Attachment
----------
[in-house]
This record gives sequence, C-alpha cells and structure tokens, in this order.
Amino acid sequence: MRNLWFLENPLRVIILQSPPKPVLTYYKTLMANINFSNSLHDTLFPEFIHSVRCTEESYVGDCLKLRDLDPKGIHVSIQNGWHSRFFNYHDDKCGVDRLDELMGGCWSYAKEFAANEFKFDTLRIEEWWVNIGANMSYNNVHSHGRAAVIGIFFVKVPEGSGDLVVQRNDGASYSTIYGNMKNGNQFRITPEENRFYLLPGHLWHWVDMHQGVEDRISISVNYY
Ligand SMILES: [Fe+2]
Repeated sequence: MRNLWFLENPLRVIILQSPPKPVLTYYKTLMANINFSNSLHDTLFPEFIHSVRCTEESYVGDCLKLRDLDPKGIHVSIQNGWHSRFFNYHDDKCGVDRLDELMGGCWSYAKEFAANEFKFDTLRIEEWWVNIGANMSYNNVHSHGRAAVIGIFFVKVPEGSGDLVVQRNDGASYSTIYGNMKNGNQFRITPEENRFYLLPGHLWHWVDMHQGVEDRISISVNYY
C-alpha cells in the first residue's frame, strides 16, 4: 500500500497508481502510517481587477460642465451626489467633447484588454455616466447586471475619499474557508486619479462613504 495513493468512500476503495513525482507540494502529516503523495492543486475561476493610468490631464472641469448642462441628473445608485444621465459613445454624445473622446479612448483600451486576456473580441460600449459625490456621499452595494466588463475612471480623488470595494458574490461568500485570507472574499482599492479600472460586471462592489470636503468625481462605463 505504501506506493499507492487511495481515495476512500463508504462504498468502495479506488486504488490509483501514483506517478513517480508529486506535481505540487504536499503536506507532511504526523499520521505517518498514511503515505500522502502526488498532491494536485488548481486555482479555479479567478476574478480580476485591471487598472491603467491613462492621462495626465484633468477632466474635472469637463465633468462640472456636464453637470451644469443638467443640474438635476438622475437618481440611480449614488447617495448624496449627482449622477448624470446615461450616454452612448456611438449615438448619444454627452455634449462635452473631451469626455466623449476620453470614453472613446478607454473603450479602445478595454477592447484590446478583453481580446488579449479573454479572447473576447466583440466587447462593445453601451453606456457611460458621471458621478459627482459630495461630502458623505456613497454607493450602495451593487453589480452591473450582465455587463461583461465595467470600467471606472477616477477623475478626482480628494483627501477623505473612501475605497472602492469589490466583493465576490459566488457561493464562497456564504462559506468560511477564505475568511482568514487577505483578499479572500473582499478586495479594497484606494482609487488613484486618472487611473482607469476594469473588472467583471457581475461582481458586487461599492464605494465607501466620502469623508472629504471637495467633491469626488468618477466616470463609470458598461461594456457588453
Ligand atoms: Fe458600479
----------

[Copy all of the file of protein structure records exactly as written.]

[in-house]
This record gives sequence, C-alpha cells and structure tokens, in this order.
Amino acid sequence: MRNLWFLENPLRVIILQSPPKPVLTYYKTLMANINFSNSLHDTLFPEFIHSVRCTEESYVGDCLKLRDLDPKGIHVSIQNGWHSRFFNYHDDKCGVDRLDELMGGCWSYAKEFAANEFKFDTLRIEEWWVNIGANMSYNNVHSHGRAAVIGIFFVKVPEGSGDLVVQRNDGASYSTIYGNMKNGNQFRITPEENRFYLLPGHLWHWVDMHQGVEDRISISVNYY
Ligand SMILES: [Fe+2]
Repeated sequence: MRNLWFLENPLRVIILQSPPKPVLTYYKTLMANINFSNSLHDTLFPEFIHSVRCTEESYVGDCLKLRDLDPKGIHVSIQNGWHSRFFNYHDDKCGVDRLDELMGGCWSYAKEFAANEFKFDTLRIEEWWVNIGANMSYNNVHSHGRAAVIGIFFVKVPEGSGDLVVQRNDGASYSTIYGNMKNGNQFRITPEENRFYLLPGHLWHWVDMHQGVEDRISISVNYY
C-alpha cells in the first residue's frame, strides 16, 4: 500500500497508481502510517481587477460642465451626489467633447484588454455616466447586471475619499474557508486619479462613504 495513493468512500476503495513525482507540494502529516503523495492543486475561476493610468490631464472641469448642462441628473445608485444621465459613445454624445473622446479612448483600451486576456473580441460600449459625490456621499452595494466588463475612471480623488470595494458574490461568500485570507472574499482599492479600472460586471462592489470636503468625481462605463 505504501506506493499507492487511495481515495476512500463508504462504498468502495479506488486504488490509483501514483506517478513517480508529486506535481505540487504536499503536506507532511504526523499520521505517518498514511503515505500522502502526488498532491494536485488548481486555482479555479479567478476574478480580476485591471487598472491603467491613462492621462495626465484633468477632466474635472469637463465633468462640472456636464453637470451644469443638467443640474438635476438622475437618481440611480449614488447617495448624496449627482449622477448624470446615461450616454452612448456611438449615438448619444454627452455634449462635452473631451469626455466623449476620453470614453472613446478607454473603450479602445478595454477592447484590446478583453481580446488579449479573454479572447473576447466583440466587447462593445453601451453606456457611460458621471458621478459627482459630495461630502458623505456613497454607493450602495451593487453589480452591473450582465455587463461583461465595467470600467471606472477616477477623475478626482480628494483627501477623505473612501475605497472602492469589490466583493465576490459566488457561493464562497456564504462559506468560511477564505475568511482568514487577505483578499479572500473582499478586495479594497484606494482609487488613484486618472487611473482607469476594469473588472467583471457581475461582481458586487461599492464605494465607501466620502469623508472629504471637495467633491469626488468618477466616470463609470458598461461594456457588453
Ligand atoms: Fe458600479